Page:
[6] These particular verses satirize General Bragg during the retreat of the Army of Tennessee during the Tullahoma Campaign. It was meant to be sung to the tune of "O' Tannenbaum." It was humorously claimed to have been sung by many members of the Army of Tennessee as the Army of the Cumberland advanced. The precise meaning of the phrase "here's your mule" seems to have been lost, although it was apparently some kind of reproachful remark or insult. One source claims: "According to one Confederate veteran, Captain W.W. Carnes, the cry, 'Here's Your Mule!" originated among West Tennessee [Confederate] soldiers in a camp of instruction at Jackson, Tennessee. The men teased a camp huckster by concealing his mule inside a tent. 'Here's Your Mule!' gave rise to merriment in that camp,' wrote Carnes, "and as the different commands left the Camp of Instruction they took the with them the cry, 'Here's Your Mule!' which spread rapidly through the army until it was in general use by soldiers who had no idea of how it originated, but understood that there was a joke behind it or connected with it some way." W.W. Carnes, "Here's Your Mule," Confederate Veteran, XXXVII (October 1929), pp. 373-374, as cited in Norman D. Brown, ed., One of Cleburne's Command: The Civil War Reminiscences and Diary of Capt. Samuel T. Foster, Granbury's Texas Brigade, C. S. A., (Austin, TX: University of Texas Press, 1980), p. 66. Another reference is found in and revolves around the action at Missionary Ridge. As Federal forces overran rebel positions General Bragg was said to have been present trying to rally his troops saying: "Here is your commander!" to which the troops responded: "Here is your mule!" See Confederate Sam R. Watkins memoirs, "Co. Aytch:" A Side Show of the Big Show (1987 reprint), p. 125. Other interpretations have it that the phrase simply meant "we've been here," or was the result of the "horse liberations" of Confederate cavalry general John Hunt Morgan or a comment upon desertion. The song was most popular in Tennessee and Kentucky. Thomas C. Smith used the phrase in his Civil War memoir Here's Yer Mule: the Diary of Thos. C. Smith, 3rd Sergeant, Co. "G," Wood's Regiment, 32nd Texas Cavalry, C. S.A., Mar. 30-1862-Dec. 31 1862. There seems to be no single meaning for the phrase, although it seems most likely it was some kind of taunt or clever expression and even obscene phrase common to both sides in the war. The lyrics to the song are:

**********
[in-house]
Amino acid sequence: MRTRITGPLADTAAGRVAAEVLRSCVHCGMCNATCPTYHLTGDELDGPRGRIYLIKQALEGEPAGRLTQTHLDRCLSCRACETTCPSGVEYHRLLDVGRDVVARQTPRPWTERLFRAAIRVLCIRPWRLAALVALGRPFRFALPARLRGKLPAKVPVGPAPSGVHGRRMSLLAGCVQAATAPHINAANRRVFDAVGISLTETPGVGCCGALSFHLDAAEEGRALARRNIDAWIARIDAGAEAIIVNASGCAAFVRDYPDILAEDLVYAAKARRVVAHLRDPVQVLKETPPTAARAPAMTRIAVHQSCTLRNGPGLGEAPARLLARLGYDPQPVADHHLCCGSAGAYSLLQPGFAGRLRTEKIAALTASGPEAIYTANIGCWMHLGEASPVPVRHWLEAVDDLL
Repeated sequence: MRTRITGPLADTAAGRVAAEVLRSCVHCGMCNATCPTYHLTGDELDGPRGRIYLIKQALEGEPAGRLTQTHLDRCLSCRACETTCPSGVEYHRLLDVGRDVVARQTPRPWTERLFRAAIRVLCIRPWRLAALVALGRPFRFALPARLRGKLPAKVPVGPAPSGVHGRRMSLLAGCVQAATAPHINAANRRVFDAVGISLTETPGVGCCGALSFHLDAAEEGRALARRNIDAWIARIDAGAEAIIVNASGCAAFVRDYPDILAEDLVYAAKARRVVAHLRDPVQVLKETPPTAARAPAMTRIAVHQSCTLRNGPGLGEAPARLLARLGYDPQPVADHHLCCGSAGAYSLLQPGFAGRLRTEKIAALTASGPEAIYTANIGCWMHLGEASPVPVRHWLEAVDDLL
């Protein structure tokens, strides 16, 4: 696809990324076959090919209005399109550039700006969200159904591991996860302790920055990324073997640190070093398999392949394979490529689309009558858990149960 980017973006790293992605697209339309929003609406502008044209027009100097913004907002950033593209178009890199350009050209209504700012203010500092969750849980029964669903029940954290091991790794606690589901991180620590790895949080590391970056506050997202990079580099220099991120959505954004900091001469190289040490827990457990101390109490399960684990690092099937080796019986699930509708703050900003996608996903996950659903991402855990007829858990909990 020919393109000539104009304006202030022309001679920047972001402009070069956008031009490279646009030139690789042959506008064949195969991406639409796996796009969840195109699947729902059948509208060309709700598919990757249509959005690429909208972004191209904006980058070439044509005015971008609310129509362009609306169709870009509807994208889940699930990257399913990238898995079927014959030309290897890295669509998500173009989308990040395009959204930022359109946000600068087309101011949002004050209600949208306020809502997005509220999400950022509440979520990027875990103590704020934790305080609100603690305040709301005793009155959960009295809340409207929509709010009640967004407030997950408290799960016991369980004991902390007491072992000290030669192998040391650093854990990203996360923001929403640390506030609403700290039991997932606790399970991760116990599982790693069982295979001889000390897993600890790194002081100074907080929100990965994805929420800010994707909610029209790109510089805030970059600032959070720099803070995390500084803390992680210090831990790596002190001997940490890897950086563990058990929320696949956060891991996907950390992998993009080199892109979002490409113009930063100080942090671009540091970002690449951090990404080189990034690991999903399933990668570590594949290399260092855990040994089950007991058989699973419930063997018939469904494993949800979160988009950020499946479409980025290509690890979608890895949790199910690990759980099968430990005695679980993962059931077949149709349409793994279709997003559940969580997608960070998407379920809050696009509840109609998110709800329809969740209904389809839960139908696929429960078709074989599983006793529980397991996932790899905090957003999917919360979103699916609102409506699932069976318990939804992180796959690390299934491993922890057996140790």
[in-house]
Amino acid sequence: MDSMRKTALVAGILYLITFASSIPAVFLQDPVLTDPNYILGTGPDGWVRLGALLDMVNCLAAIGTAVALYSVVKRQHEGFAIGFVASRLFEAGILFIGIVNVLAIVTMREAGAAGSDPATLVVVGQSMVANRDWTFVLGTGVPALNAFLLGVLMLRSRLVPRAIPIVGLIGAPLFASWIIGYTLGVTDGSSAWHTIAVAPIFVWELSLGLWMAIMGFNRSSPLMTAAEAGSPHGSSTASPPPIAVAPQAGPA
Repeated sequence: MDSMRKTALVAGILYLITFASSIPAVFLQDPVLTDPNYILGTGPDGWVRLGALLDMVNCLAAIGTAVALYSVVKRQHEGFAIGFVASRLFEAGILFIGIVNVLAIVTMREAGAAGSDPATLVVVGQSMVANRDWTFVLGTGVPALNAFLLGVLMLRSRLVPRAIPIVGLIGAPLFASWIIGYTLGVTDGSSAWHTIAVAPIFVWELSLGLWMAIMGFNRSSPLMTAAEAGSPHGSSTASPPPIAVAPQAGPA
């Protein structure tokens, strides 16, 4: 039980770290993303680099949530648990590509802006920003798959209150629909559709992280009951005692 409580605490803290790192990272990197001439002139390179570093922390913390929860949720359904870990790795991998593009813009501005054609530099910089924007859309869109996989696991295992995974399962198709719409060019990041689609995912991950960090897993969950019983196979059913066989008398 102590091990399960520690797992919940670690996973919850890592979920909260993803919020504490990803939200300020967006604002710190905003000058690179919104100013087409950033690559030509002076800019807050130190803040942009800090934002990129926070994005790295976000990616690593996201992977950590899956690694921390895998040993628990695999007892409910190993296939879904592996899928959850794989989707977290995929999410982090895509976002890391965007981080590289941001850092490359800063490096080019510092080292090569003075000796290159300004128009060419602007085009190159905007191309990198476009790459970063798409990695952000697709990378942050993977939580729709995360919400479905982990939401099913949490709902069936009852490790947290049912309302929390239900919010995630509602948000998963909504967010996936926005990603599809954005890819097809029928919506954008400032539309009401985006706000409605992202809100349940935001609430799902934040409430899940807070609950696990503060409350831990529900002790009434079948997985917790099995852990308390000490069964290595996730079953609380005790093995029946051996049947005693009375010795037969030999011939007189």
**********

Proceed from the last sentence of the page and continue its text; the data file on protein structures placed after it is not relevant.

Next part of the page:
1. A farmer came to camp one day,
With milk and eggs to sell,
Upon a mule that oft would stray
To where no one could tell.
The farmer tired of his tramp
For hours was made a fool,
By ev 'ry one he met in camp
With, "Mister, here's your mule."
Come on, come on, come on old man,
And don't be made a fool,
By ev'ry one you meet in camp
With "Mister, here's your mule"
2. His eggs and chickens all were gone,
Before the break of day;
The mule was heard of all along,
That's what the soldiers say'
And still be hunted all day long,
Alas! a witless tool,
Whilst every man would sing the song
Of "Mister, here's your mule" (Chorus)
3. The soldiers run in laughing mood,
Of mischief were intent;
They lifted muley on their back,
Around from tent to tent;
Thorough this hole and that, they pushed
His head and made a rule,
To shout with hum'rous voices all
"I say! Mister, here's your mule!" (Chorus)
4. Alas, one day the mule was missed!
Ah, who could tell his fate?
The farmer, like a man bereft,
Searched early and searched late,
And as he passed from camp to camp,
With stricken face-the fool,
Cried out to ev'ryone he met,
"Oh, mister, where's my mule?" (Chorus)
Irwin Silber, Songs of the Civil War, ed. and comp., piano and guitar arrangements by Jerry Silverman, (NY: Columbia University, 1960), pp. 179, 223-224.

James B. Jones, Jr.
Public Historian
Tennessee Historical Commission
2941 Lebanon Road
Nashville, TN  37214
(615)-770-1090 ext. 123456
(615)-532-1549  FAX